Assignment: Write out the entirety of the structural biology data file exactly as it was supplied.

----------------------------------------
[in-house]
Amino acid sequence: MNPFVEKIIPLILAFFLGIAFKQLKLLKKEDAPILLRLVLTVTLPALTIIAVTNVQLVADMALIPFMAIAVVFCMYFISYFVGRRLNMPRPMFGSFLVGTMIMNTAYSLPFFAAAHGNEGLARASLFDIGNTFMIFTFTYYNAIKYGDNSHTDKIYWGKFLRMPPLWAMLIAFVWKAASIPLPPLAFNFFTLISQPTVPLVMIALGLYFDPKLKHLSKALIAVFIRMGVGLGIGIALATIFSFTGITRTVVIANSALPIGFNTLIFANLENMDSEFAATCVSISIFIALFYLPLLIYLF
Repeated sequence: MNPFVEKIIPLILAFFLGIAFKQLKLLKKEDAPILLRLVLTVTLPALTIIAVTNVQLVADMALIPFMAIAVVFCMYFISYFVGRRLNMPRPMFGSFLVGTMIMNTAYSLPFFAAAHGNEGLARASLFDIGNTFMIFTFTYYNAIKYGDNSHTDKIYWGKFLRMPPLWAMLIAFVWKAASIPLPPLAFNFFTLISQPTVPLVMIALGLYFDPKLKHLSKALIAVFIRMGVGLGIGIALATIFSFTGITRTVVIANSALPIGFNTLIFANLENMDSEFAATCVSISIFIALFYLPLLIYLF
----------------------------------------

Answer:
[in-house]
Amino acid sequence: MNPFVEKIIPLILAFFLGIAFKQLKLLKKEDAPILLRLVLTVTLPALTIIAVTNVQLVADMALIPFMAIAVVFCMYFISYFVGRRLNMPRPMFGSFLVGTMIMNTAYSLPFFAAAHGNEGLARASLFDIGNTFMIFTFTYYNAIKYGDNSHTDKIYWGKFLRMPPLWAMLIAFVWKAASIPLPPLAFNFFTLISQPTVPLVMIALGLYFDPKLKHLSKALIAVFIRMGVGLGIGIALATIFSFTGITRTVVIANSALPIGFNTLIFANLENMDSEFAATCVSISIFIALFYLPLLIYLF
Repeated sequence: MNPFVEKIIPLILAFFLGIAFKQLKLLKKEDAPILLRLVLTVTLPALTIIAVTNVQLVADMALIPFMAIAVVFCMYFISYFVGRRLNMPRPMFGSFLVGTMIMNTAYSLPFFAAAHGNEGLARASLFDIGNTFMIFTFTYYNAIKYGDNSHTDKIYWGKFLRMPPLWAMLIAFVWKAASIPLPPLAFNFFTLISQPTVPLVMIALGLYFDPKLKHLSKALIAVFIRMGVGLGIGIALATIFSFTGITRTVVIANSALPIGFNTLIFANLENMDSEFAATCVSISIFIALFYLPLLIYLF